New York, Virginia Become First States To Mandate Mental Health Education
New York and Virginia are the first states to enact laws that require schools to include mental health education in their curriculums.
The New York legislation, which was written in 2015 and enacted on Sunday, directs all K-12 classrooms to get instruction about mental health as part of the overall health curriculum. Virginia’s law, which is set to take effect this fall, is less wide-reaching, requiring mental health education for the first two years of high school.
The New York law does not specify an additional curriculum but clarifies that mental health falls under the purview of the state’s overall health curriculum.
“By ensuring that young people learn about mental health, we increase the likelihood that they will be able to more effectively recognize signs in themselves and others, including family members, and get the right help,” the New York law reads, adding that the new education requirements seek to open up dialogue about mental health and combat the stigma around the topic.
Glenn Liebman, CEO of the Mental Health Association in New York State, one of the lead groups that lobbied for the law, said, “We didn’t fight for specific curriculum because we recognize that what is taught in one part of the state might not be relevant in another part of the state.” The association developed nine core concepts that should be incorporated into the mental health curriculum, including identifying appropriate professionals and services, and the “relationship between mental health, substance abuse and other negative coping behaviors.”
The Virginia law says that the state’s board of education will collaborate with mental health experts to update education standards.
“Such health instruction shall incorporate standards that recognize the multiple dimensions of health by including mental health and the relationship of physical and mental health so as to enhance student understanding, attitudes, and behavior that promote health, well-being, and human dignity,” the law reads.
More than 90 percent of youth who die by suicide suffer from depression or another diagnosable and treatable mental illness, and students who have mental illnesses are less likely to succeed in school, according to the New York law.
In 2017, 11.01 percent of youth ages 12 to 17 reported experiencing at least one major depressive episode that year, according to Mental Health America. For people 10 to 24 years old, suicide is a leading cause of death, according to the Centers for Disease Control and Prevention (CDC).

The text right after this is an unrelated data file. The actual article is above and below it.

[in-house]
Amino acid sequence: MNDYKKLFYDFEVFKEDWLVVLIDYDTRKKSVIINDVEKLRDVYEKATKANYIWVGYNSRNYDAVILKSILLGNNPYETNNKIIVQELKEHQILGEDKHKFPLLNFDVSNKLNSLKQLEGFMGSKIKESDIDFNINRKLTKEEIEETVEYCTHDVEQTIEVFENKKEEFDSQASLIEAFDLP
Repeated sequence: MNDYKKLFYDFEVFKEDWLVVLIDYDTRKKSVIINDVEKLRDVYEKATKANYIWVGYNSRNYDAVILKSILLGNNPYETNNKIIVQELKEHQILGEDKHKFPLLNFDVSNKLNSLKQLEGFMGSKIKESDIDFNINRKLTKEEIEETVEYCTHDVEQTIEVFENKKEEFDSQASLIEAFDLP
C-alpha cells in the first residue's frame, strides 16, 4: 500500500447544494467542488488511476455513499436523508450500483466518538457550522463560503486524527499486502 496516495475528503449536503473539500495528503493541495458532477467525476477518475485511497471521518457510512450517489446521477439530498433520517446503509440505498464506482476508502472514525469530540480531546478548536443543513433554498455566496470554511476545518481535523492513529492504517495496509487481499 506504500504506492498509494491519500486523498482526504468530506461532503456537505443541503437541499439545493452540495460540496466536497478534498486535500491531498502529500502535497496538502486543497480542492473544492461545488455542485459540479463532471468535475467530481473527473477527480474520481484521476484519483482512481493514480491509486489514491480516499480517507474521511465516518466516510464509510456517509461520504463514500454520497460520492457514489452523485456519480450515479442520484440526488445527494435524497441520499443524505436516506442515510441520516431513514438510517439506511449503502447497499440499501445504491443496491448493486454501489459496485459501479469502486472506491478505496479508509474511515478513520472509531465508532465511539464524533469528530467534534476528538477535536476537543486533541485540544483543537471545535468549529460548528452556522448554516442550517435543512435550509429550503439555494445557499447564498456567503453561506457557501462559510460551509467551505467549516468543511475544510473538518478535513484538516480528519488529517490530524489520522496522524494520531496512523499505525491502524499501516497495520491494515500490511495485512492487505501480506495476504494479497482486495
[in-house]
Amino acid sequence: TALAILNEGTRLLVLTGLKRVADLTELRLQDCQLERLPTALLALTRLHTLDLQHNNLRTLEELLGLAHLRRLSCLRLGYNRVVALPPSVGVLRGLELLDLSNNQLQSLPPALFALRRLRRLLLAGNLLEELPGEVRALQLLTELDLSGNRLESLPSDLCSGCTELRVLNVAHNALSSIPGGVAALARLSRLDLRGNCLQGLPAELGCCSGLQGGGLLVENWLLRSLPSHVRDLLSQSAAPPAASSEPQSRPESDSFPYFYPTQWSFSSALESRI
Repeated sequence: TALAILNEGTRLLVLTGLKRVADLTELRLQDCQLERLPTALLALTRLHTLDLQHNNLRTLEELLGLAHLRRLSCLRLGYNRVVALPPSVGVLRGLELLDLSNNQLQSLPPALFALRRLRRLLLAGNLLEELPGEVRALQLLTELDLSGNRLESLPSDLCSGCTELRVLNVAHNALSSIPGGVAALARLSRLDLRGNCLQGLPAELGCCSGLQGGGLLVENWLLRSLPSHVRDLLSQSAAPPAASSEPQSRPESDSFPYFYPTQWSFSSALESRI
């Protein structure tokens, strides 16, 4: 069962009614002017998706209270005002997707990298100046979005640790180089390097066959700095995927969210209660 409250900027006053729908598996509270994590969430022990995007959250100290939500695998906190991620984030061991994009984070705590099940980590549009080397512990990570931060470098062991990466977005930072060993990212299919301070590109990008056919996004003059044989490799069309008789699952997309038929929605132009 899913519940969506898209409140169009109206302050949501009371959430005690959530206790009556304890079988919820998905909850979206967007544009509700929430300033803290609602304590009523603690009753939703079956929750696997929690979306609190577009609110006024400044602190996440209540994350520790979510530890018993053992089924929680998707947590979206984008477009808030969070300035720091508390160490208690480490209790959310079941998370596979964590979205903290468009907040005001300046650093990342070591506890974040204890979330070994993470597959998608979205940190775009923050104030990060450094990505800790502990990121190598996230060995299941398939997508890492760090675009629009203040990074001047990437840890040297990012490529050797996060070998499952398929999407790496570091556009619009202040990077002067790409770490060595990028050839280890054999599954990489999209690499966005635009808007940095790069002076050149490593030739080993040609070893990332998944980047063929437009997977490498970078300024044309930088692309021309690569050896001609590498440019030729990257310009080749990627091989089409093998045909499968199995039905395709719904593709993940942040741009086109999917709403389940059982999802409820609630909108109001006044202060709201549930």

The Virginia law was passed after state Sen. R. Creigh Deeds (D-Charlottesville) saw that three high school students had researched, developed and presented the proposed legislation, which struck close to home for the legislator, who had lost his son to suicide in 2013. He introduced it in the Virginia General Assembly earlier this year, and the legislation was signed by Gov. Ralph Northam in March.
Debbie Plotnick, vice president for mental health and systems advocacy at Mental Health America, said that the laws are a major step forward in addressing mental health. She said she hopes other states will follow suit.
“We think it is essential that mental health not be something that is spoken about in whispers but is something that is part of overall health, both practice and education,” Plotnick said. “Major mental health conditions are almost always manifest in, if not childhood, certainly by adolescence.”
Young children also experience mental health conditions, though they don’t always know how to speak about it.
Regarding the Virginia law, Plotnick said, “It’s never too early to have folks being educated.”
If you or someone you know needs help, call 1-800-273-8255 for the National Suicide Prevention Lifeline. You can also text HOME to 741-741 for free, 24-hour support from the Crisis Text Line. Outside of the U.S., please visit the International Association for Suicide Prevention for a database of resources.